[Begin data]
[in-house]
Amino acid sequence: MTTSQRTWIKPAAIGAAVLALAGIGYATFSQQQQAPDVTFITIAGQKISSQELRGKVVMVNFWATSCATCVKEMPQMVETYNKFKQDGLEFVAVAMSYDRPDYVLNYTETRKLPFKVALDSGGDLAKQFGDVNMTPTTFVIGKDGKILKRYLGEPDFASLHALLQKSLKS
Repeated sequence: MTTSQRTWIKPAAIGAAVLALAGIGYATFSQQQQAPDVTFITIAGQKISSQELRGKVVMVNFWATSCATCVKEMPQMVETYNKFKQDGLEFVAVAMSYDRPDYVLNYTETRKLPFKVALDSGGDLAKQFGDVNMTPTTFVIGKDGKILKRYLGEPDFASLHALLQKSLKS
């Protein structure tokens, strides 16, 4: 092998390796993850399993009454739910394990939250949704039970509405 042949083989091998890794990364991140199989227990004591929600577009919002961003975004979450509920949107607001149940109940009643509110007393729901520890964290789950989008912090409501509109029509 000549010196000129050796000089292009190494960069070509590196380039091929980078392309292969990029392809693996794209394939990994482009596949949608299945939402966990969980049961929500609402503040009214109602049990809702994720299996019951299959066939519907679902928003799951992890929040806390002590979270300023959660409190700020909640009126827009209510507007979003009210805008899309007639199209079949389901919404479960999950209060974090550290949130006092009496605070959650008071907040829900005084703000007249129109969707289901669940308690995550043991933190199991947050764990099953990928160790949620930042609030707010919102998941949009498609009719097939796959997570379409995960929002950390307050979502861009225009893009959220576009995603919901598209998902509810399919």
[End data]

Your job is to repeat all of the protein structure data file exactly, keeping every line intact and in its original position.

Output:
[in-house]
Amino acid sequence: MTTSQRTWIKPAAIGAAVLALAGIGYATFSQQQQAPDVTFITIAGQKISSQELRGKVVMVNFWATSCATCVKEMPQMVETYNKFKQDGLEFVAVAMSYDRPDYVLNYTETRKLPFKVALDSGGDLAKQFGDVNMTPTTFVIGKDGKILKRYLGEPDFASLHALLQKSLKS
Repeated sequence: MTTSQRTWIKPAAIGAAVLALAGIGYATFSQQQQAPDVTFITIAGQKISSQELRGKVVMVNFWATSCATCVKEMPQMVETYNKFKQDGLEFVAVAMSYDRPDYVLNYTETRKLPFKVALDSGGDLAKQFGDVNMTPTTFVIGKDGKILKRYLGEPDFASLHALLQKSLKS
């Protein structure tokens, strides 16, 4: 092998390796993850399993009454739910394990939250949704039970509405 042949083989091998890794990364991140199989227990004591929600577009919002961003975004979450509920949107607001149940109940009643509110007393729901520890964290789950989008912090409501509109029509 000549010196000129050796000089292009190494960069070509590196380039091929980078392309292969990029392809693996794209394939990994482009596949949608299945939402966990969980049961929500609402503040009214109602049990809702994720299996019951299959066939519907679902928003799951992890929040806390002590979270300023959660409190700020909640009126827009209510507007979003009210805008899309007639199209079949389901919404479960999950209060974090550290949130006092009496605070959650008071907040829900005084703000007249129109969707289901669940308690995550043991933190199991947050764990099953990928160790949620930042609030707010919102998941949009498609009719097939796959997570379409995960929002950390307050979502861009225009893009959220576009995603919901598209998902509810399919």